There is also an upside scenario where China turns out be interested in re-setting relationships with the rest of the world in the attempt to avoid having to face another Trump in the future. In this scenario, the US and its allies strike some sort of uneasy “grand bargain” with China. Great powers have been able to do so at times in the past, think “detente”, “concert of Europe” or the “holy alliance”. In some cases, delaying deterioration of relationships for decades. Unfortunately, a formal division into spheres of influence is unlikely, mainly for military reasons. China will not sign anything that accepts continued US military presence on it its doorstep and the US is unlikely to loosen its commitments to Taiwan, which would be a key Chinese demand. More limited agreements such as the 2015 Obama-Xi cyberwarfare ceasefire are eminently possible. However, such agreements are also unlikely to last if that one did.
Whom would China prefer?
Throughout the first three years of the Trump presidency, a counterintuitive view took hold in Beijing, namely that Trump was good for China. Gradually it was becoming clear that Trump was unable or unwilling to inflict any real immediate economic damage on China. The trade tariffs were largely self-defeating, and despite threats to the contrary, there was going to be no abrupt decoupling. However, Trump’s wholesale undermining of US alliances in Europe and Asia as well as his weakening of multilateral institutions (WTO, WHO etc.) has affected China far more than the headline grabbing rhetoric and minor trade balance shifts. It has become increasingly clear that China has grown powerful enough to resist bilateral economic pressure from any country including the US, and the only hope left of containing China is by setting clear limits and enforcing those limits with a united global front.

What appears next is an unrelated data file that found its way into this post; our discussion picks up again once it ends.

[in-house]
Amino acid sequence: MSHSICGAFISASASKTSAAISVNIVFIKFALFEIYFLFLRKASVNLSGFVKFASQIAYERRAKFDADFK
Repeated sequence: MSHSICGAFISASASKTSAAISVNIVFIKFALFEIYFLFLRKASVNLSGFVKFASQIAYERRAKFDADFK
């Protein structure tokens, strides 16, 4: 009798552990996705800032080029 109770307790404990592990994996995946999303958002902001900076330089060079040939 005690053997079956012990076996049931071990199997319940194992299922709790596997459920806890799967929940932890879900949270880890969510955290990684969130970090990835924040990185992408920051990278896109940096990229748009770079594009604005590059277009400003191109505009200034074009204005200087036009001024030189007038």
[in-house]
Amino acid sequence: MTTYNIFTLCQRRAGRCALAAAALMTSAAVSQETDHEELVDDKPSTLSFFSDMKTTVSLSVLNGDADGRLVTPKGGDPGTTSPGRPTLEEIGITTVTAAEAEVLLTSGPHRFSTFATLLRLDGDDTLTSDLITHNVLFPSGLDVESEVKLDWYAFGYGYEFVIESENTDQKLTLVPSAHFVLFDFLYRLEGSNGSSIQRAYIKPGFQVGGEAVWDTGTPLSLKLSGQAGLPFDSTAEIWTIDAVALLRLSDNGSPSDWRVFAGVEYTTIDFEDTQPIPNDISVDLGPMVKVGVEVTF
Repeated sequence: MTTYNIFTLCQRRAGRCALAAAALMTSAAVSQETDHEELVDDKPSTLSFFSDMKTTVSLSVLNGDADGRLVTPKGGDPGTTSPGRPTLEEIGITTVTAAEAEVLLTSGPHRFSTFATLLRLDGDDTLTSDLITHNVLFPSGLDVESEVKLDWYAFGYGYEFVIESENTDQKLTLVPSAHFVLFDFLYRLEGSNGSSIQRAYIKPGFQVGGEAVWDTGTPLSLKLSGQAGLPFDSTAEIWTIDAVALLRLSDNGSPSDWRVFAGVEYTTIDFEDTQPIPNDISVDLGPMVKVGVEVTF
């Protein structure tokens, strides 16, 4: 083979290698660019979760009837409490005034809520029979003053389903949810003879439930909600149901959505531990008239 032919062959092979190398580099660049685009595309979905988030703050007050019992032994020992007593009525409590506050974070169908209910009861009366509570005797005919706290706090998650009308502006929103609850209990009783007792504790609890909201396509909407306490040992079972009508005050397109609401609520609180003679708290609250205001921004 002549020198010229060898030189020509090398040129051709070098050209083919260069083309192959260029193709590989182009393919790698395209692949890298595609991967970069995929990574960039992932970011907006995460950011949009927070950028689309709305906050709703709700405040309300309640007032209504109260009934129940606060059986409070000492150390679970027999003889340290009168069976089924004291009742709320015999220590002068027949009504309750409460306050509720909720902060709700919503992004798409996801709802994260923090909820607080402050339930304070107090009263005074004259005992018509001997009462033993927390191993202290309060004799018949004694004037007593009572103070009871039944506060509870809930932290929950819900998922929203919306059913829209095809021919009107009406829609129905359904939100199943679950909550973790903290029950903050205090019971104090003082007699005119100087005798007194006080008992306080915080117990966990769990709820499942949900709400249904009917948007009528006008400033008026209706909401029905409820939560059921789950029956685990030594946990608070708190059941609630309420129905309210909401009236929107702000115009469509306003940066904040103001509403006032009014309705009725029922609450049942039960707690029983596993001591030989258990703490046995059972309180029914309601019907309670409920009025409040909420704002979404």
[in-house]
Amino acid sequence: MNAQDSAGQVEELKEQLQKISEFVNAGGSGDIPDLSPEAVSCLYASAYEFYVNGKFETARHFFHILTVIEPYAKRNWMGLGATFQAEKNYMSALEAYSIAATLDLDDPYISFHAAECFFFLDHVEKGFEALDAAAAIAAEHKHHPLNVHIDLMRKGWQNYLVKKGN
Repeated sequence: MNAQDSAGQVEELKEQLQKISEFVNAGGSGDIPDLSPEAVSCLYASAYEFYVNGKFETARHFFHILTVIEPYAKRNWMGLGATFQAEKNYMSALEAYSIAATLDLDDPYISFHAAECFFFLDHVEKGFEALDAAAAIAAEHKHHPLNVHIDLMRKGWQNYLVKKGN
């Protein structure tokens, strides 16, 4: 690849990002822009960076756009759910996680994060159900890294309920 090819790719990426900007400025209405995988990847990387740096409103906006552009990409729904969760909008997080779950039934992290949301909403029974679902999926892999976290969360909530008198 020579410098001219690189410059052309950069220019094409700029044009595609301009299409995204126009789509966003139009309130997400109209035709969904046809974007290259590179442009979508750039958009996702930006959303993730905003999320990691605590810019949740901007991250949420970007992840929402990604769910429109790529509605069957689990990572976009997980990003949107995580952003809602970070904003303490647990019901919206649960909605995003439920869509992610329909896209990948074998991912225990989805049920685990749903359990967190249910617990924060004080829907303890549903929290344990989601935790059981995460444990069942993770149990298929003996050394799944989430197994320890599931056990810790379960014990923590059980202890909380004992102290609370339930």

Since the pandemic broke out at the beginning of the year, Trump’s rhetorical attacks have stepped up, US naval operations in the South China Sea have increased and the pace and aggression of techno nationalist decoupling has accelerated (TikTok and Wechat bans). To be fair, the most destructive initiatives do still seem to be on hold; Chinese leaders need to engage with the possibility that Trump could set something in motion from which it is impossible to step back.
Hence, the Chinese government probably has no strong preference of presidential candidate right now. A Biden presidency could be the beginning of a much tougher international environment for China (if the revival of US alliances is successful). On the other hand, a second Trump term is looking more and more like it could do irretrievable damage, not only to the bilateral US-China relationship but to the international environment that has been instrumental to China’s success.